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Opinion: Where Next for the Syrian Revolution? | ASHARQ AL-AWSAT English Archive 2005 -2017
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A Syrian refugee waves a revolutionary flag during a protest against any concessions his country’s opposition may make to the Syrian government at the Geneva peace talks at Zaatari camp in Mafraq, Jordan, Tuesday, Jan. 28, 2014. (AP Photo/Mohammad Hannon)

The Syrian crisis was one of the most prominent topics discussed at the 35th Arab summit in Kuwait, which ended earlier this week. This importance does not only stem from the effects the conflict has on inter-Arab relations, but also from the latest Syrian and Arab movements which took place in the run-up to the summit, and the latest developments on the ground and the challenges facing different Arab states in this regard.

Since this is so important, the Syrians must have a voice within the Arab Summit, even if there are a lot of reasons for them to stay away in light of the Arab League’s weak and ineffective dealings with a number of regional issues, particularly the Syrian crisis itself.

The Syrians took the initiative via the National Coalition for Syrian Revolutionary and Opposition Forces, which is recognized as the legitimate representative of the Syrian people. This resulted in the Arab League inviting a Coalition delegation to attend summit, with its leader Ahmed Jarba delivering a speech about what the Syrians want from the organization.

Jarba’s speech focused on reminding Arab leaders about the facts on the ground, most notably confirming that the Assad regime and its allies are waging a devastating war on the Syrian people. He affirmed that this conflict is part of a larger proxy war against Syria, with its aim the subjugation of the Arabs—part of a project targeting Syria in particular and the Arab world at large; a project that the Arabs must not ignore as this would only serve to create new regional conflicts. As for who stands behind this project, Jarba explicitly stated that this was an unholy alliance that includes the Assad regime in Syria, Iran, and extremist militias in Lebanon and Iraq.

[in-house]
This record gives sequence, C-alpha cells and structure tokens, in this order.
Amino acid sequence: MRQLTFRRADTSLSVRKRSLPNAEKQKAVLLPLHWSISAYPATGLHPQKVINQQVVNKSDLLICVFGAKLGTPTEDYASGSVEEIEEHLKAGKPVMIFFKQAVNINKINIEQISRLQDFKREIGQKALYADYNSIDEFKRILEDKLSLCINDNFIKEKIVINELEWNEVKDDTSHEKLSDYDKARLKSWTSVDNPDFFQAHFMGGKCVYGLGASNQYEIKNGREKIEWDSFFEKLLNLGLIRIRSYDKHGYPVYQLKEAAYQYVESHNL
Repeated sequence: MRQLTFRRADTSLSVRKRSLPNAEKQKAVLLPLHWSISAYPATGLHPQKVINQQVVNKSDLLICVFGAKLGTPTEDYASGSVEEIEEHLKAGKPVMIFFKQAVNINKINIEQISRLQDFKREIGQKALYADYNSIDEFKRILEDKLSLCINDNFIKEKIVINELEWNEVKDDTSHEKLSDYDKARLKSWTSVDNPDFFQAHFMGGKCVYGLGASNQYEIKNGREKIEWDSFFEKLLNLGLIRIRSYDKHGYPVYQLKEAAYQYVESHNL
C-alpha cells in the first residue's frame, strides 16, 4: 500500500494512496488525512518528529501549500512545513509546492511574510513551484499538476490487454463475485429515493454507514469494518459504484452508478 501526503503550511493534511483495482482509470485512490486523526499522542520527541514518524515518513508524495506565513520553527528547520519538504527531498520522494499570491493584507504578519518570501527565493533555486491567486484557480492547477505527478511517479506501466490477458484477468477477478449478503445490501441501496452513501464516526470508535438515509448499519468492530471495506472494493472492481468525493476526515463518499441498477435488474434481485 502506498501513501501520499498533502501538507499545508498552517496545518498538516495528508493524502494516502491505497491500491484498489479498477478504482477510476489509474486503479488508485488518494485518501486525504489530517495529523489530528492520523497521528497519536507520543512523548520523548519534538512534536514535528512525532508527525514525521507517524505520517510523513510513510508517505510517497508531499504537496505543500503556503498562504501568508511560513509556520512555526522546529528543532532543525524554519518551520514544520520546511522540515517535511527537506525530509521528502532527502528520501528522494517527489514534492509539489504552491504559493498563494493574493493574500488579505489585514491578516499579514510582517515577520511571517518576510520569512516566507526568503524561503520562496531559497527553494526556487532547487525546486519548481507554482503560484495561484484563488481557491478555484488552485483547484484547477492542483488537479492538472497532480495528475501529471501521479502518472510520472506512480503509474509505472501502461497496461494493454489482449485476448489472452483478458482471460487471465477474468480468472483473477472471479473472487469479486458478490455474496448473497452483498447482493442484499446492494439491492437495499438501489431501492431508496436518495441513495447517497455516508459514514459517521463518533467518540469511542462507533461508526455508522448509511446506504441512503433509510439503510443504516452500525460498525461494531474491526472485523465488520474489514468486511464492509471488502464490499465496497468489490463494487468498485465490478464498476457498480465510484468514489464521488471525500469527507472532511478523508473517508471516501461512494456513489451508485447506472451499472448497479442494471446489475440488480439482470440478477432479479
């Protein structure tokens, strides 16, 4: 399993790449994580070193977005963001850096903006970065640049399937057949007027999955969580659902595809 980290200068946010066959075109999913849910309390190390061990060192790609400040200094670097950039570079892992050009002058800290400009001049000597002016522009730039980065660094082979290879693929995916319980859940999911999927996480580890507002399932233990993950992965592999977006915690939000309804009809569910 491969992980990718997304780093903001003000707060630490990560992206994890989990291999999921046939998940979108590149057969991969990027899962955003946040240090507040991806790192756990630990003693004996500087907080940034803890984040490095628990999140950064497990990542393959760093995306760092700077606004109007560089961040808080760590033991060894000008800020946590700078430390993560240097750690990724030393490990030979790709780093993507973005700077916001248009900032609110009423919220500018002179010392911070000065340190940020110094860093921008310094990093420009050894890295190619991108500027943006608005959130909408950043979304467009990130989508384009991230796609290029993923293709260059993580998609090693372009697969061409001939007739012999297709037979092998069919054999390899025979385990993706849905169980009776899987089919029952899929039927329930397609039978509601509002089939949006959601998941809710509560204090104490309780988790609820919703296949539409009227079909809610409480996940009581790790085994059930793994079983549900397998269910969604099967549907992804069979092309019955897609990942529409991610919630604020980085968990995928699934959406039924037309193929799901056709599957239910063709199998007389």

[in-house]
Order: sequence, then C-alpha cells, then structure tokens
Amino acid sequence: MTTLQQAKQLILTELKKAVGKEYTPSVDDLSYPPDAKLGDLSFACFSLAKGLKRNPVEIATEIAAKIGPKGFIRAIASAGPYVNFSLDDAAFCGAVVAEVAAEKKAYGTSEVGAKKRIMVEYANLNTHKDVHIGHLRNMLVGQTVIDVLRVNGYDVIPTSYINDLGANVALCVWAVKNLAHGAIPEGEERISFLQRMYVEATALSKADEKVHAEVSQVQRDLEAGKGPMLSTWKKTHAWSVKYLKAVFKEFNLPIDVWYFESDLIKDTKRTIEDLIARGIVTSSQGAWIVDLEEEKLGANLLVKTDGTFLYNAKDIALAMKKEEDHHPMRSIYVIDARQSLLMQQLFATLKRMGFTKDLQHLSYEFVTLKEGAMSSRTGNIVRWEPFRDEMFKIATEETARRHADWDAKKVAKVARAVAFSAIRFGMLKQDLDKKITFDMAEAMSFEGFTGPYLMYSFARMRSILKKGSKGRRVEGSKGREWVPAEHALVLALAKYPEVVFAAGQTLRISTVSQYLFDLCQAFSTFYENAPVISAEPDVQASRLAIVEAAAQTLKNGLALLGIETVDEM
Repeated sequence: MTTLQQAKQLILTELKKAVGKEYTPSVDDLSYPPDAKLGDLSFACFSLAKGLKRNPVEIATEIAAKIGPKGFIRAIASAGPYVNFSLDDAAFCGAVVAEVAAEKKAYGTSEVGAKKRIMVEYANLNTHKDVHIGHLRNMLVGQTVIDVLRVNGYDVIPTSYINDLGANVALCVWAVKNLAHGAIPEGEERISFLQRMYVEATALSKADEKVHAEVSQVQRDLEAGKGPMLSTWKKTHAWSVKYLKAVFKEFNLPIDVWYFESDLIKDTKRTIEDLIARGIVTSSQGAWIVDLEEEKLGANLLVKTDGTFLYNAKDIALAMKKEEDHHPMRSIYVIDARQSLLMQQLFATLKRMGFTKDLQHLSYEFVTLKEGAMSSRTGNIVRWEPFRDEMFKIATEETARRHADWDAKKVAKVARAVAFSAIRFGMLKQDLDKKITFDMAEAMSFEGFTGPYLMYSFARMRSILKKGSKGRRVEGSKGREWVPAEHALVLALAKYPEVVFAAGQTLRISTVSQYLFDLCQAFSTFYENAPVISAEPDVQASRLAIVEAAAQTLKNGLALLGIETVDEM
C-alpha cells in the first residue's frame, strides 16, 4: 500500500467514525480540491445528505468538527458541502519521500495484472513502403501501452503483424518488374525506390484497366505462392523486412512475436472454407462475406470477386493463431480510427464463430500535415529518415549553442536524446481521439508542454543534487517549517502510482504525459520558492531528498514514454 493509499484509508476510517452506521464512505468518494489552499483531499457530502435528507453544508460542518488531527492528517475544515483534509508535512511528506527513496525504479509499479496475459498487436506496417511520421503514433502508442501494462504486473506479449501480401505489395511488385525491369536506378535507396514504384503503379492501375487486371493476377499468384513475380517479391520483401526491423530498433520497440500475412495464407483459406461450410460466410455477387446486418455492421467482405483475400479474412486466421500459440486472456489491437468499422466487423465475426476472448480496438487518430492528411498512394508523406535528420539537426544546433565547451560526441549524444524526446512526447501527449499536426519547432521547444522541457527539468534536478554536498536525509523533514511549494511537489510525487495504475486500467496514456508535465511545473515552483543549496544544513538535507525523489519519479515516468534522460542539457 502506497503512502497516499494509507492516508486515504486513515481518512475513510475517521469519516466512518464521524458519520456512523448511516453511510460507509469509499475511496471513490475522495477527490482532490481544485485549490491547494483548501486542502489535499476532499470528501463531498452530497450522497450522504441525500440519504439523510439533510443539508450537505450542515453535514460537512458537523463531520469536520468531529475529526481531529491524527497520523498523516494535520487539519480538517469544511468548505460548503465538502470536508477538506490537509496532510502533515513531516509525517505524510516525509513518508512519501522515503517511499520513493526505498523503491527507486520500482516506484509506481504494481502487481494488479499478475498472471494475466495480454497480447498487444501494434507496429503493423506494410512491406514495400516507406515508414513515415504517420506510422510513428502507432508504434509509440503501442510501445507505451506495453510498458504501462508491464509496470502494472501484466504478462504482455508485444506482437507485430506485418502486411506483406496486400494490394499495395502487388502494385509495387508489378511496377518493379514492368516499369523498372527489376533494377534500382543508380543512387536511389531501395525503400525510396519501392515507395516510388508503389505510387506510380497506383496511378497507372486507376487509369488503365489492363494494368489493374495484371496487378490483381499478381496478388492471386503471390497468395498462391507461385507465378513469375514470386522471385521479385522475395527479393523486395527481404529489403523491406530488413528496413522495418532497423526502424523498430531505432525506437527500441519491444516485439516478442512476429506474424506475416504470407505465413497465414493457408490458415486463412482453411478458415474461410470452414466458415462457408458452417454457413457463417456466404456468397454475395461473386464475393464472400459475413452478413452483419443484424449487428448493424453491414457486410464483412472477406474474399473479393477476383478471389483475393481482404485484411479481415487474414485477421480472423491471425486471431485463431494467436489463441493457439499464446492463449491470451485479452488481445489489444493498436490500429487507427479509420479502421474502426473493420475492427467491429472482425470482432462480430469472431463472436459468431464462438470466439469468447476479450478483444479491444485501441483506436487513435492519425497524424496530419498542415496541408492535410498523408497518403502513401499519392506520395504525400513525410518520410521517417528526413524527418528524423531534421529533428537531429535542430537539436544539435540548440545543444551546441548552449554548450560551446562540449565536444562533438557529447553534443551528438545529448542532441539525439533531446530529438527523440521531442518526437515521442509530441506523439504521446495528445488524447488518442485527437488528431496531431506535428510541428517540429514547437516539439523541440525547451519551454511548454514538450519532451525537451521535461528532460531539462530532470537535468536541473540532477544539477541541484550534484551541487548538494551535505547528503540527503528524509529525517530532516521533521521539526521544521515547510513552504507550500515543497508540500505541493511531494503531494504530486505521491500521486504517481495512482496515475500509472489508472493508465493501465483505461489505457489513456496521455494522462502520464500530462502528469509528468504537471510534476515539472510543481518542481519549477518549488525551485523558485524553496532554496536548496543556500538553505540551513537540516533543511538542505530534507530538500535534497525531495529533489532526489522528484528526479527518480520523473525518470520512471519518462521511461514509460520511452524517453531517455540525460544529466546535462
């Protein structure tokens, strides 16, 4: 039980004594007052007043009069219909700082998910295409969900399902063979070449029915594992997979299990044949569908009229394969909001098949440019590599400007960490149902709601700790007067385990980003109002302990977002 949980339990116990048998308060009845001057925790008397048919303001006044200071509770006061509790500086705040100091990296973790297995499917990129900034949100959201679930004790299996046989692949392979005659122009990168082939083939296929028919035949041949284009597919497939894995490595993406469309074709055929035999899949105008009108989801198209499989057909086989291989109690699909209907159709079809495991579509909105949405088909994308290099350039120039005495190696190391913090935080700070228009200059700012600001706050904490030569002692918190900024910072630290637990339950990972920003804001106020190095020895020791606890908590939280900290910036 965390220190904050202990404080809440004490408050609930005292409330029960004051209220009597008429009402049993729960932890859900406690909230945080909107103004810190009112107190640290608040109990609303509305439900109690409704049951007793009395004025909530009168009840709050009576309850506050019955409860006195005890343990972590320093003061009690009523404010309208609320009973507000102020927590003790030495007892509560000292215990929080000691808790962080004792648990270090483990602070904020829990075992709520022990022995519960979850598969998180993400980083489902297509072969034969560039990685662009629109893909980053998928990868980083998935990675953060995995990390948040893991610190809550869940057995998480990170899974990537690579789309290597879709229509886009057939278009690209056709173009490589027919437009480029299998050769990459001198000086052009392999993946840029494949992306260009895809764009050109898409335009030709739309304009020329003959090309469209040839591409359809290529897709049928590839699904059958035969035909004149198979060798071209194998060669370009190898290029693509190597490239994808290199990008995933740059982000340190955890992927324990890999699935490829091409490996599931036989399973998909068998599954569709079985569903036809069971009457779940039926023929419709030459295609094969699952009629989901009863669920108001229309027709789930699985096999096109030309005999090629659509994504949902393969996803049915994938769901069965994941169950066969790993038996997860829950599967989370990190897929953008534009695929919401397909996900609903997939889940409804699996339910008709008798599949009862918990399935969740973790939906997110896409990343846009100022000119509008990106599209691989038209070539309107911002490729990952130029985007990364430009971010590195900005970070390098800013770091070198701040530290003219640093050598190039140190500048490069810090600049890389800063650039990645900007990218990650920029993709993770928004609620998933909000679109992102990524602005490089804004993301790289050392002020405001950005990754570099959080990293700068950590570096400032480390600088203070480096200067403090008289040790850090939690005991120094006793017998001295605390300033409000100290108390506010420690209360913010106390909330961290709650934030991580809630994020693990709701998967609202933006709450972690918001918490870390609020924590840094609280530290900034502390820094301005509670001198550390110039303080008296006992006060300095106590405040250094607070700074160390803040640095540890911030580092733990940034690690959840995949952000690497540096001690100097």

He confirmed that the Syrian people are committed to “resisting” the Assad regime and its allies and that they are on the path to victory because the Syrian people’s determination is unbreakable, as are their hopes for freedom and dignity. Syrian rebel forces will never stop confronting Assad’s forces and their Hezbollah ally, he said, in addition to the extremist Islamic State of Iraq and Syria (ISIS). Jarba’s reference to ISIS in this regard can be understood as the Coalition president seeking to differentiate between the Syrian revolution for freedom, justice and equality, and the extremist Islamist groups on the scene, including ISIS.

After describing the situation on the ground in Syria and its external implications, Jarba moved to relay what the Syrian people believe should be relayed to the Arab leaders, calling them to take practical steps to deal with the Syrian crisis. Jarba issued three main calls to the Arab summit: First, he called on the Arab League to “pressure the international community to comply with its commitments with regards to providing sophisticated weapons to our revolutionaries who are giving their lives for the freedom and dignity of the Syrian people and Arabs as a whole.”

Second, he called for Arab leaders to provide “greater humanitarian aid of all forms, to your Syrian brothers at home and in the diaspora who are suffering.”

Third, Jarba called for Arabs to “pay greater attention to the situation of the Syrian refugees in Arab states, particularly those in Jordan, Iraq and Lebanon.” He added: “They are guests in your country who must return to their own country after the end of the current situation [in Syria].”

These key demands were accompanied by two important draft resolutions. The first resolution called for the Coalition to be granted Syria’s seat at the Arab League after the Assad regime’s membership was suspended in late 2011, and after the Arab League officially recognized the Coalition as the legitimate representative of the Syrian people in 2013. This comes after claims about the Coalition’s eligibility to take up the seat were raised last year, prompting it to request this once more earlier this week.

The second draft resolution requested that Syrian embassies in Arab capitals be handed over to the Coalition after the Assad regime has lost its legitimacy and Syrians abroad cannot find anybody to represent their interests. He added that the current state of affairs serves to complicate Syria’s relationship with other Arab countries and is making the situation for Syrians living in other Arab countries even more difficult.

The Syrians, through Jarba’s speech, sought to re-summarize the domestic and external situation that they are facing and remind Arab leaders of details that must not be overlooked or ignored. Following this, Jarba moved to call for practical steps to be taken. He made these calls in the knowledge that the Arab leadership and the Arab League may not be able to implement them; however, it was nevertheless important that he issue these calls openly and clearly. It is not enough to say that these demands should not have been made simply because they will not be implemented or because there are those in the Arab League who will oppose their implementation.

The Syrian people achieved very little at the Kuwait Summit, perhaps just a few words, while the actions that will follow this will perhaps be even less than this—yet we live in hope. However, the important thing is that the Syrian people address the Arab world explicitly and openly. This is important not because Arab states are and will continue to to provide support, but because the principle of Syria’s policy towards the regional and international community is based on such open dealings.